Channels in cell membranes are important for intercellular communication and especially for the function of the nervous system in higher vertebrates. These channels consist of proteins made from the 20 common amino acids. Channel proteins are embedded into the lipid bilayer membranes of living cells and function by allowing the specific passage of a positively charged material such as sodium or potassium ions across the membrane in response to an external signal. The external signaloeither a chemical signal or a voltageoregulates the opening and closing of channels. In an attempt to understand the voltage-dependent opening of channels (igatingi), we are investigating model membrane-spanning channels whose properties can be regulated by voltage. Our laboratory has developed the only chemically defined model system for which it is currently possible to investigate the structural basis for the voltage gating response at the molecular level. Our iwindowi into the gating process involves deuterium magnetic resonance spectroscopy. We use a small model channel system that we label with deuterium (iheavy hydrogeni) by specific chemical synthesis and then align in liquid-crystalline arrays of hydrated lipid bilayer membranes. The most novel aspect of this research is the ambitious goal of recording magnetic resonance spectra in the presence of a voltage across a stack of oriented, liquid-crystalline membranes. Experiments toward this goal will be described in our article. Accomplishments to date have prepared the way for the voltage-dependent magnetic resonance experiments. To this end, a series of gated and non-gated (control) channel-forming peptides have been designed, synthesized and incorporated into oriented, hydrated lipid/peptides samples. Spectra that define open and closed channel states have been recorded in the absence of a voltage. An important penultimate step has been the successful replacement of the water of hydration by glycerol in preparation for the voltage-dependent spectroscopy.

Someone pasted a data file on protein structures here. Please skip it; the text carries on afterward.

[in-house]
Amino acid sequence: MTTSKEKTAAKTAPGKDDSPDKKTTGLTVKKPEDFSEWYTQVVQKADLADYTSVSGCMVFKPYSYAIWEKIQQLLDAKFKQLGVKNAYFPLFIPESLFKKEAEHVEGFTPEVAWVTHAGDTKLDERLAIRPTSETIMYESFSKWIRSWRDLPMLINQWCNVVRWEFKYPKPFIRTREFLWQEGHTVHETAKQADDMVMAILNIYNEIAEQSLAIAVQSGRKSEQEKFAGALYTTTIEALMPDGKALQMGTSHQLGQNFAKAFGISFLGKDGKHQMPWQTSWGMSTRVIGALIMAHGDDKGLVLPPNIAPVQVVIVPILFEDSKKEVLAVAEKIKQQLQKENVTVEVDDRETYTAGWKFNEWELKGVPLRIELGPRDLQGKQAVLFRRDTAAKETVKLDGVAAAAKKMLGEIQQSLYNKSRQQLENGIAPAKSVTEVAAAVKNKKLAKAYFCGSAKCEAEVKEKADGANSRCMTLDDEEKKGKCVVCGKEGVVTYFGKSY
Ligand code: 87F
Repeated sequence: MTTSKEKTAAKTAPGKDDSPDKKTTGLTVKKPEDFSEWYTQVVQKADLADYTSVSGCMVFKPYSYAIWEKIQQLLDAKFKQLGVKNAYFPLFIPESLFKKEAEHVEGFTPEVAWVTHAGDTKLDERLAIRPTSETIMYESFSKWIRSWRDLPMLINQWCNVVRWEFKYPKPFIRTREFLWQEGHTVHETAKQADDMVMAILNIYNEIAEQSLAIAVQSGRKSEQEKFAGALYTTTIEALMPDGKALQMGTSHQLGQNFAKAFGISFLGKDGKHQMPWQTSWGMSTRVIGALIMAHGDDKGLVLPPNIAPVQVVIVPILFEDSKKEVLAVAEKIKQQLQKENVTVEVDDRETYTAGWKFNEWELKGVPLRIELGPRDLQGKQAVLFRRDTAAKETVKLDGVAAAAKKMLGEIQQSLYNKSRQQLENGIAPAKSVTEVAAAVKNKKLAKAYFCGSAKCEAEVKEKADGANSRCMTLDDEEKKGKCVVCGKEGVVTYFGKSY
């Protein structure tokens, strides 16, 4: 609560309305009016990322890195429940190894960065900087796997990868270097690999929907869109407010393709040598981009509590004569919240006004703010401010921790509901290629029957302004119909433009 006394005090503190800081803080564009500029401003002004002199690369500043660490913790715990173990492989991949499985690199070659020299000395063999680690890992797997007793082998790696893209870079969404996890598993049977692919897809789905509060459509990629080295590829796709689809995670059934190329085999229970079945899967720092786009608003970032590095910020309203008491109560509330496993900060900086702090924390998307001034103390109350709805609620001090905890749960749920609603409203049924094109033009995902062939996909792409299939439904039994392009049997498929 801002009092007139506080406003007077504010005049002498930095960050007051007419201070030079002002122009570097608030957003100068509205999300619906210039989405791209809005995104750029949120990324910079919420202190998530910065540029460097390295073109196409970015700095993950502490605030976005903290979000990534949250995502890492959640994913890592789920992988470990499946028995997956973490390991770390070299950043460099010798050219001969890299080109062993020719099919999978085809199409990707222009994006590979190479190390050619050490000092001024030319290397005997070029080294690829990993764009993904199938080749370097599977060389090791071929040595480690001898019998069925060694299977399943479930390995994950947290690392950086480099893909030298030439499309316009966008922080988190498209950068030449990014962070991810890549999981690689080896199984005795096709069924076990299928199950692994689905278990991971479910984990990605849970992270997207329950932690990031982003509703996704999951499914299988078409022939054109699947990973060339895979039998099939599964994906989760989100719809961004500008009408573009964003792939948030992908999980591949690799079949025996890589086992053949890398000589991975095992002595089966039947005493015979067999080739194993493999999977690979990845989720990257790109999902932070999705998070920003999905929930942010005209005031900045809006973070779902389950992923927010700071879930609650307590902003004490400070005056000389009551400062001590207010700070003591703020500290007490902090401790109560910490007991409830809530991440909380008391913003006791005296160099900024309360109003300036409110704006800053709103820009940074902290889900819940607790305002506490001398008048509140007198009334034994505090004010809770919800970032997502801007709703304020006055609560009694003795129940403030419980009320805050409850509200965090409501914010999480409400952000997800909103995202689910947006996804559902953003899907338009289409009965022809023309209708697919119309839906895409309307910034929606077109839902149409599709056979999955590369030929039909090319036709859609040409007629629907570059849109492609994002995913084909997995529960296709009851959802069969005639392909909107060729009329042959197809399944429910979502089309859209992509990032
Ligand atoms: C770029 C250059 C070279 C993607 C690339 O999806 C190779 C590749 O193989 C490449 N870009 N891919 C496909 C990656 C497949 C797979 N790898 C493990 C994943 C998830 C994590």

"Voltage Gating of a Model Membrane Spanning Channel,"
Inquiry: The University of Arkansas Undergraduate Research Journal: Vol. 2
, Article 14.
Available at: http://scholarworks.uark.edu/inquiry/vol2/iss1/14